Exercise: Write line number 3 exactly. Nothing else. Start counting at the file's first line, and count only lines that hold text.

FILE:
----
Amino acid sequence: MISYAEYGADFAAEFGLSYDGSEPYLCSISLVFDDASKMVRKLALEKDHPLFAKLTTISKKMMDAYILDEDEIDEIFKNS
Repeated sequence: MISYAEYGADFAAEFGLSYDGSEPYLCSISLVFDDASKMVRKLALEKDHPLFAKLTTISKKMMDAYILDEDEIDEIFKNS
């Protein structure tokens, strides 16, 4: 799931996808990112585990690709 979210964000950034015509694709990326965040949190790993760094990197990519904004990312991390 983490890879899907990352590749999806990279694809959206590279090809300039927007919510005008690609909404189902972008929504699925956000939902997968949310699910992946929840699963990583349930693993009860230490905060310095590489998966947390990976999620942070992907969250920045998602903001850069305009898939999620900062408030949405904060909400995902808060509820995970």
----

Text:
């Protein structure tokens, strides 16, 4: 799931996808990112585990690709 979210964000950034015509694709990326965040949190790993760094990197990519904004990312991390 983490890879899907990352590749999806990279694809959206590279090809300039927007919510005008690609909404189902972008929504699925956000939902997968949310699910992946929840699963990583349930693993009860230490905060310095590489998966947390990976999620942070992907969250920045998602903001850069305009898939999620900062408030949405904060909400995902808060509820995970």